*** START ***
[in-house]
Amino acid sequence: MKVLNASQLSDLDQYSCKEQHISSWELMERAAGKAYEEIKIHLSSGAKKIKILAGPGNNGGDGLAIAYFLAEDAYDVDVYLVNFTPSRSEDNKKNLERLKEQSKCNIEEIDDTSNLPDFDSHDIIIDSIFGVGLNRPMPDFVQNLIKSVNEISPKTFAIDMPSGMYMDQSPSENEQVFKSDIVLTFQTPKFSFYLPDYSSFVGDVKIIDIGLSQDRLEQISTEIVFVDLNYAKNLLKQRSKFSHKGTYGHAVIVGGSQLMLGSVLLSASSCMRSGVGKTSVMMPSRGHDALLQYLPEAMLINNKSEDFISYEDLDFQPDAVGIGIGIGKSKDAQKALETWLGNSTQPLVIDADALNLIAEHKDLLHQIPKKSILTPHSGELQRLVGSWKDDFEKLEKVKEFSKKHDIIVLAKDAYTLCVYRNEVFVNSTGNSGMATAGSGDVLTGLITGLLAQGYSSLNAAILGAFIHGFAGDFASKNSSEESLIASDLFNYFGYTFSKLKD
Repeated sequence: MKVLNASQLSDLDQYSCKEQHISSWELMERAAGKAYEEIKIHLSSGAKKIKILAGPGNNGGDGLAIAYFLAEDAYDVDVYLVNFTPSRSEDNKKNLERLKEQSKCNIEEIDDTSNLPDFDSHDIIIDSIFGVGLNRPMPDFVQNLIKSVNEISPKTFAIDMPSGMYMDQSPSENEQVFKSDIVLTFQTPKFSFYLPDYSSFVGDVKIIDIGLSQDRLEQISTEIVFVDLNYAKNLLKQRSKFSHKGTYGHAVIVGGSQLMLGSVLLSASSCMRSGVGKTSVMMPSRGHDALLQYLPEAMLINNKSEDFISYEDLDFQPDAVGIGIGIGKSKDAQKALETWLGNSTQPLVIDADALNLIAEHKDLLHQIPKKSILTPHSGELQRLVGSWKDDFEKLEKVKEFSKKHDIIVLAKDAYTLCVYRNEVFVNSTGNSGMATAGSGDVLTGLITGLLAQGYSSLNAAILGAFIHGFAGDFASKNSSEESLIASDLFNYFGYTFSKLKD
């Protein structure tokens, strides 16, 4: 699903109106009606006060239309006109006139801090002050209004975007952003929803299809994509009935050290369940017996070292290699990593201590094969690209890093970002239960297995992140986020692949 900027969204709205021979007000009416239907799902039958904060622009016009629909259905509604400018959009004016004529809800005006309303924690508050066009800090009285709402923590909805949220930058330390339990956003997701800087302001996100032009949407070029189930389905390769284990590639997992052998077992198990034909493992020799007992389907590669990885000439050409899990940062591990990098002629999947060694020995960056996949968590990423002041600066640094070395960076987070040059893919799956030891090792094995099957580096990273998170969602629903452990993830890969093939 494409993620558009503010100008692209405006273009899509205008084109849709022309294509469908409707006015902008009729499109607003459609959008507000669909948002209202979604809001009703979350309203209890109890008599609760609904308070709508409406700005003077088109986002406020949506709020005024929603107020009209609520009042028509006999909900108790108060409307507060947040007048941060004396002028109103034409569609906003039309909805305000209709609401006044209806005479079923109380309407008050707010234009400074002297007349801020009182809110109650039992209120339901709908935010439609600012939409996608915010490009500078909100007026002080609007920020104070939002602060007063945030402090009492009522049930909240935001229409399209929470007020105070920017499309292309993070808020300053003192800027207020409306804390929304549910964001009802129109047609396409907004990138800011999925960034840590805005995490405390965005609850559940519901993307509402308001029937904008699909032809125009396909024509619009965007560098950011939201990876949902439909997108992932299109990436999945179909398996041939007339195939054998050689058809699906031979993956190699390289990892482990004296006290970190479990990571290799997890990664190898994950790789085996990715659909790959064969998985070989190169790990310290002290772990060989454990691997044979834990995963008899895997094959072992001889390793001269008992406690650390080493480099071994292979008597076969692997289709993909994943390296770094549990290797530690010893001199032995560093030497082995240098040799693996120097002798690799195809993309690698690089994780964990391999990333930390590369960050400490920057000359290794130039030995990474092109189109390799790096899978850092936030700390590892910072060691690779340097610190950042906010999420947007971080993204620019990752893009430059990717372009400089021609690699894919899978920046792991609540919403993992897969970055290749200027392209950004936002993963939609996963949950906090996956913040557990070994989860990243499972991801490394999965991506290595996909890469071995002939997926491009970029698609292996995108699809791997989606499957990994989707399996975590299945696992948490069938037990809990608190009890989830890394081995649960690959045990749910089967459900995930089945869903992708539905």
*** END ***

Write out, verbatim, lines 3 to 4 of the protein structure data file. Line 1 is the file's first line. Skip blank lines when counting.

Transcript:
Repeated sequence: MKVLNASQLSDLDQYSCKEQHISSWELMERAAGKAYEEIKIHLSSGAKKIKILAGPGNNGGDGLAIAYFLAEDAYDVDVYLVNFTPSRSEDNKKNLERLKEQSKCNIEEIDDTSNLPDFDSHDIIIDSIFGVGLNRPMPDFVQNLIKSVNEISPKTFAIDMPSGMYMDQSPSENEQVFKSDIVLTFQTPKFSFYLPDYSSFVGDVKIIDIGLSQDRLEQISTEIVFVDLNYAKNLLKQRSKFSHKGTYGHAVIVGGSQLMLGSVLLSASSCMRSGVGKTSVMMPSRGHDALLQYLPEAMLINNKSEDFISYEDLDFQPDAVGIGIGIGKSKDAQKALETWLGNSTQPLVIDADALNLIAEHKDLLHQIPKKSILTPHSGELQRLVGSWKDDFEKLEKVKEFSKKHDIIVLAKDAYTLCVYRNEVFVNSTGNSGMATAGSGDVLTGLITGLLAQGYSSLNAAILGAFIHGFAGDFASKNSSEESLIASDLFNYFGYTFSKLKD
């Protein structure tokens, strides 16, 4: 699903109106009606006060239309006109006139801090002050209004975007952003929803299809994509009935050290369940017996070292290699990593201590094969690209890093970002239960297995992140986020692949 900027969204709205021979007000009416239907799902039958904060622009016009629909259905509604400018959009004016004529809800005006309303924690508050066009800090009285709402923590909805949220930058330390339990956003997701800087302001996100032009949407070029189930389905390769284990590639997992052998077992198990034909493992020799007992389907590669990885000439050409899990940062591990990098002629999947060694020995960056996949968590990423002041600066640094070395960076987070040059893919799956030891090792094995099957580096990273998170969602629903452990993830890969093939 494409993620558009503010100008692209405006273009899509205008084109849709022309294509469908409707006015902008009729499109607003459609959008507000669909948002209202979604809001009703979350309203209890109890008599609760609904308070709508409406700005003077088109986002406020949506709020005024929603107020009209609520009042028509006999909900108790108060409307507060947040007048941060004396002028109103034409569609906003039309909805305000209709609401006044209806005479079923109380309407008050707010234009400074002297007349801020009182809110109650039992209120339901709908935010439609600012939409996608915010490009500078909100007026002080609007920020104070939002602060007063945030402090009492009522049930909240935001229409399209929470007020105070920017499309292309993070808020300053003192800027207020409306804390929304549910964001009802129109047609396409907004990138800011999925960034840590805005995490405390965005609850559940519901993307509402308001029937904008699909032809125009396909024509619009965007560098950011939201990876949902439909997108992932299109990436999945179909398996041939007339195939054998050689058809699906031979993956190699390289990892482990004296006290970190479990990571290799997890990664190898994950790789085996990715659909790959064969998985070989190169790990310290002290772990060989454990691997044979834990995963008899895997094959072992001889390793001269008992406690650390080493480099071994292979008597076969692997289709993909994943390296770094549990290797530690010893001199032995560093030497082995240098040799693996120097002798690799195809993309690698690089994780964990391999990333930390590369960050400490920057000359290794130039030995990474092109189109390799790096899978850092936030700390590892910072060691690779340097610190950042906010999420947007971080993204620019990752893009430059990717372009400089021609690699894919899978920046792991609540919403993992897969970055290749200027392209950004936002993963939609996963949950906090996956913040557990070994989860990243499972991801490394999965991506290595996909890469071995002939997926491009970029698609292996995108699809791997989606499957990994989707399996975590299945696992948490069938037990809990608190009890989830890394081995649960690959045990749910089967459900995930089945869903992708539905």